English four you

23 February 2009

hurricanes

Writing a foreign language textbook can’t be an enviable job, or an easy one. Looking at the acknowledgements page in my Burlington English For You! [ESO 2] , I see that they even solicited the input of ten actual teachers in Spain for revisions & materials in the most recent edition (2006) —

— but that doesn’t mean I can’t hate them with a dull, stubborn intractability.

Today, preparing a worksheet for my 2º de ESO Íngles B (U.S. = 8th grade), I was confronted by the following, from Unit 4 (natural disasters, Past Simple, talking about the weather), reprinted here in its entirety. Imagine a photograph of a house reduced to rubble:

HURRICANES: Their names are Mitch, Floyd, Isabel, Ivan and Katrina. They are very powerful, and they are a serious problem in places near oceans. What are they? They are hurricanes.

In the USA, the hurricane season is from the beginning of June to the end of November and when a hurricane hits, it is very dangerous. People in hurricane areas always listen carefully to weather forecasts.

In August 2005, Hurricane Katrina hit New Orleans. Katrina destroyed thousands of homes and killed hundreds of people. The Williams family sat on the roof of a house for two days and they survived. But the hurricane destroyed their home, their furniture, and all their clothes.

The question I’m left with is, if, in trying to include topical & recent material in a textbook, you are forced, because of the level of the students’ English, to simplify complicated & horrific events into trivialities, and inevitably dated trivialities at that – so that “topical & recent material” becomes neither, three years down the line in a pueblo east of Jaén, is it even worth it to include topical & recent material?

In a textbook, I mean.

_

ps. Test your knowledge! [Courtesy of English For You!, which has this bad habit of putting its special tips in this format: English 4 U!]

Circle the correct word to complete the sentence:

1. Mitch, Floyd, Isabel, and Katrina are the names of . . .

a. animals
b. hurricanes

2. Hurricanes hit places near . . .

a. mountains
b. oceans

3. Weather forecasts . . . . important for people in hurricane areas.

a. are
b. aren’t

4. The Williams family . . .

a. survived.
b. didn’t survive.

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4 Responses to “English four you”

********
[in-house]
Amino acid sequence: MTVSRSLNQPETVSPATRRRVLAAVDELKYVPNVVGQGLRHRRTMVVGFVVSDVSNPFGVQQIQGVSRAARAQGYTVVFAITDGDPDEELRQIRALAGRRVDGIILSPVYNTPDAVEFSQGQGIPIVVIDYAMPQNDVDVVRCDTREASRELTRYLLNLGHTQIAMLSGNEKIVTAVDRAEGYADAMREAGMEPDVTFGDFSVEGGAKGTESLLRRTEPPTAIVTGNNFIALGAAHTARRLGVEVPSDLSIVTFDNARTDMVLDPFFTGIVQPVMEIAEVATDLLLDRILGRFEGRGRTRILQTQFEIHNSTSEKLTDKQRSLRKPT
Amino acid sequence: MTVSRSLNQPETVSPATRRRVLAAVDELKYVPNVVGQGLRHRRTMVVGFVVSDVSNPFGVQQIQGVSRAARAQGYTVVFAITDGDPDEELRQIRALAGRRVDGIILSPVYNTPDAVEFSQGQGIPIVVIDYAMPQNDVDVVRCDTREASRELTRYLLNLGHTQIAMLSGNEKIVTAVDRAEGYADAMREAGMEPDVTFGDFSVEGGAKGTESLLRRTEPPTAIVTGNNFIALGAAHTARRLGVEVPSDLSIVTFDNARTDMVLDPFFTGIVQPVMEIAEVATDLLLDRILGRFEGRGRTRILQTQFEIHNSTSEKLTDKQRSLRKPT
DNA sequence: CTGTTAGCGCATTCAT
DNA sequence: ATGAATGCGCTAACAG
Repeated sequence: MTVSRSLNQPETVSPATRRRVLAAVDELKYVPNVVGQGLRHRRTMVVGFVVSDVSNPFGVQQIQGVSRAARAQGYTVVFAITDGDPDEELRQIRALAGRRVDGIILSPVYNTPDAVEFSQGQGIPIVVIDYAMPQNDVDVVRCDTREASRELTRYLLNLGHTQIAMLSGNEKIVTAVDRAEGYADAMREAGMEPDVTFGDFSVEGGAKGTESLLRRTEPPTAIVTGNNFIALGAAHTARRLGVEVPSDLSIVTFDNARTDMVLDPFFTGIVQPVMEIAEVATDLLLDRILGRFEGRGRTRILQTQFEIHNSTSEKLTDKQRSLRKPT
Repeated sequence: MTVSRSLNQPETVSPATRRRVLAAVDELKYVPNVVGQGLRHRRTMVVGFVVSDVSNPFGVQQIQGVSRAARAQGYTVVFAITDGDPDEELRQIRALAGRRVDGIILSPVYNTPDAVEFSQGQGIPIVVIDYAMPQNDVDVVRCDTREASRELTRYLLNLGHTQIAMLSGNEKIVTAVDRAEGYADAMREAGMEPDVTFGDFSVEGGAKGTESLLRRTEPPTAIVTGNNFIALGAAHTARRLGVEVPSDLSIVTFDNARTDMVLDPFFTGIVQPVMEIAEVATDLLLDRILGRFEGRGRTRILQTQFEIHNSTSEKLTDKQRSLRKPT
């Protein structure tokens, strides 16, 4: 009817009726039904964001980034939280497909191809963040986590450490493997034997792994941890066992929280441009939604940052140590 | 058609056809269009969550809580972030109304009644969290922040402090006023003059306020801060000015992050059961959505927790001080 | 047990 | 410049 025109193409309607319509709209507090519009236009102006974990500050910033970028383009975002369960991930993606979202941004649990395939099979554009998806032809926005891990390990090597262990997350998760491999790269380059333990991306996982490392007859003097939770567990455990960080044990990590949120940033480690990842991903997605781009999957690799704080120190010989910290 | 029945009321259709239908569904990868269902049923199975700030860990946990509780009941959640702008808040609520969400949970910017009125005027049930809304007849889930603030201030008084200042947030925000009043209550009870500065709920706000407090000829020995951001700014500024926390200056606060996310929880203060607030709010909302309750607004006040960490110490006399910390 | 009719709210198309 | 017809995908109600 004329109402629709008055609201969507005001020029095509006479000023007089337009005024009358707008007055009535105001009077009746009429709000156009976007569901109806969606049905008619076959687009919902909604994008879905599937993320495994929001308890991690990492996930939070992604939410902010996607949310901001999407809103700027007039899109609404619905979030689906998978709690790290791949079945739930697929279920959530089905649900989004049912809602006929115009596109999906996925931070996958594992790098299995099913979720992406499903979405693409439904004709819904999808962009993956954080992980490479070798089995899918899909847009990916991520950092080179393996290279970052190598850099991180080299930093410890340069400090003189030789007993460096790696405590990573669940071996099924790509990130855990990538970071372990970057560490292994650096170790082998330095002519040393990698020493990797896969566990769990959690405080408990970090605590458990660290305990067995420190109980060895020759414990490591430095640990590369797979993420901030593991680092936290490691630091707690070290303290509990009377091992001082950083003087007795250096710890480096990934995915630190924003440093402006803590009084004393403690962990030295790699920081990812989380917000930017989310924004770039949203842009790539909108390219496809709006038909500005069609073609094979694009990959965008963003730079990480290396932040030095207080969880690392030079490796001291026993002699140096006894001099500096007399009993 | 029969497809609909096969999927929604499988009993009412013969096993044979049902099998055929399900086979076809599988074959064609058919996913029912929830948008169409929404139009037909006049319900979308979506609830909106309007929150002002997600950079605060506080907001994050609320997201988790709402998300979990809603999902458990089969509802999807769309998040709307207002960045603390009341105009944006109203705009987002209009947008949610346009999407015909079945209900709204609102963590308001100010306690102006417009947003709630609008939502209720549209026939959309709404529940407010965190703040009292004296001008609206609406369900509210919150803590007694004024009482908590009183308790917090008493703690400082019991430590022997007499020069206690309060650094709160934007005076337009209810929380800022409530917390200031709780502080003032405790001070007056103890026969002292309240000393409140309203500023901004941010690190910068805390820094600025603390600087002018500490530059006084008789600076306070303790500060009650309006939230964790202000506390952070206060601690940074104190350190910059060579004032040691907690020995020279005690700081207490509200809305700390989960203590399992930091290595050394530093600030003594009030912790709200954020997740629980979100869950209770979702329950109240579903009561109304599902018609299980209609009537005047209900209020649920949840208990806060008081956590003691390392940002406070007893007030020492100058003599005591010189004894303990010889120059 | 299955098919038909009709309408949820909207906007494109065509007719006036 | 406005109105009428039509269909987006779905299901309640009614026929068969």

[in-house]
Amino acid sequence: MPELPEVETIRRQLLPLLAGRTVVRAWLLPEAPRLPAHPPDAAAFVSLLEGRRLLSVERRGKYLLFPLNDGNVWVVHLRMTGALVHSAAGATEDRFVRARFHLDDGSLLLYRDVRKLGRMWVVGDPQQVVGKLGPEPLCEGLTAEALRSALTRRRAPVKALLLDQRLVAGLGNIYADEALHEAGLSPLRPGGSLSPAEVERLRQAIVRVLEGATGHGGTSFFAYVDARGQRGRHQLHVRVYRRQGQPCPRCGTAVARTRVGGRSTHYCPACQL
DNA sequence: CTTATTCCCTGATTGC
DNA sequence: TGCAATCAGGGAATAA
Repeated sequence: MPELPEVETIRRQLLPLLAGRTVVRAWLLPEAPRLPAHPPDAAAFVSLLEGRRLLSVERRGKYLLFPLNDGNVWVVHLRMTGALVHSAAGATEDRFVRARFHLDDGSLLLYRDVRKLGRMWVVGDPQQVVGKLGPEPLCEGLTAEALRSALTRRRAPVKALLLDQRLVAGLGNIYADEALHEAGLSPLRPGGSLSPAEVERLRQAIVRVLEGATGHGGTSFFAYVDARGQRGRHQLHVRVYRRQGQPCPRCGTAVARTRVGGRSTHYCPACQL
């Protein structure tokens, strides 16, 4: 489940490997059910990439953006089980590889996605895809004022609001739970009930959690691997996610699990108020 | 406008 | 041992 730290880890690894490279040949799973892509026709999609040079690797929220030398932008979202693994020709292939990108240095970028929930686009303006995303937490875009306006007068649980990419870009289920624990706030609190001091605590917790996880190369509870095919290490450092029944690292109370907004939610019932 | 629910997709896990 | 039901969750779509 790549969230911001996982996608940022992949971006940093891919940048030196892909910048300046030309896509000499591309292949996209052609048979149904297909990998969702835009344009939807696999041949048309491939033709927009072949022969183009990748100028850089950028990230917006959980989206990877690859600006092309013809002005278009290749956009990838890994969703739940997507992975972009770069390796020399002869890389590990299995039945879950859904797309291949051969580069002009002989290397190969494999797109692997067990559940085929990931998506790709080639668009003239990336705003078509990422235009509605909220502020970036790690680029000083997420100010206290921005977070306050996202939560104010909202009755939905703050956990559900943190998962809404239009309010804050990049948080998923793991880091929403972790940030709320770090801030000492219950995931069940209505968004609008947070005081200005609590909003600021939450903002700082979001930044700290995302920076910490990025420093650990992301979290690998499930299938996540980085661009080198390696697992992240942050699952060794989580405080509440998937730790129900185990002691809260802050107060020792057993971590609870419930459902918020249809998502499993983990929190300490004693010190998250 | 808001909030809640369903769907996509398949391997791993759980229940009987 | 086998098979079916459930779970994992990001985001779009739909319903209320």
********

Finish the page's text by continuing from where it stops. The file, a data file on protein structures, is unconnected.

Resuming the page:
1. Cordelia Says:

    I see what you’re saying. On the other hand, when I was learning another language (French), I think this would have been appropriate for a beginning level. I am interested as to whether the book explains, or leaves it to you to explain, the use of the verb “hit” for storms and disasters. What verb is used in Spanish ? How much freedom do you have in your curriculum ? Would it be possible to look up and print out an article from an American newspaper from the time (like the Times Picayune ?) to compare with the Katrina story, and to maybe work out a paragraph in class ?

  2. Jim Sligh Says:

    Cordelia,

    It isn’t the level of the text that I object to, exactly; I know that things need to be simplified, especially for beginners. It’s more that the textbook, in the name of “topicality,” feels the need to take a particularly traumatic & fraught event for many Americans and use that as its example.

    It’s not as though my kids are getting additional interest out of a natural disaster tens of thousands miles away that happened when they were 10 years old – the juice is not worth the squeeze, for a textbook, a fixed document that’s providing standardized curriculum.

    As for whether the book explains, for example, “hit” – like I said, this is the page in its entirety. The text, and then the questions, which are mainly to make sure that the student didn’t misunderstand the text entirely. (Animals or hurricanes? Mountains or oceans? Dead or alive?)

    Now, all of that said, there is a bit of happy news: I don’t teach out of the book at all.

    This is partly because I don’t really have my own classes, as an auxiliar (I essentially guest-teach in each class once a week – which is more than a lot of auxiliares do), and partly because teachers are willing to give me free rein during my hour.

    This is why I get frustrated with the book – I rarely read it. (I open it just enough to make sure I’m giving the kids vocabulary and grammar in my exercises that’s going to help them pass their test, & reinforce what they’re doing for the rest of the week, because otherwise their attention wanders and what I’m doing looks less effective to teachers).

    So I offer lessons that are up-to-the minute – I can do an Obama inauguration lesson the day of the inauguration, a weather lesson that involves weather reports from that morning, etc. I also incorporate much more speaking and listening than the textbook, which is used in practice (whatever the prompts that it tries to provide) as a purely written & read tool.

    The question I asked in my post was more . . . – it’s up to teachers as far as incorporating current events. But textbooks are permanant documetns (even if they’re changed out every so often). What kind of culture & event inclusion works? What doesn’t?

    (on the opposite page from “Hurricanes,” we begin Unit 5: What Makes You Laugh?)

  3. dave Says:

    It’s interesting how the textbook succumbs to the language of the digital age. “English 4U.” Does Spain have a similar morphing of the written?

  4. Jim Sligh Says:

    Dave,

    Spanish is refigured by text messages & IMs too; the most dramatic change is probably the use of “k” to replace “qu” – the sound’s the same, you save a character – so that “te quiero” becomes “t kiero.”


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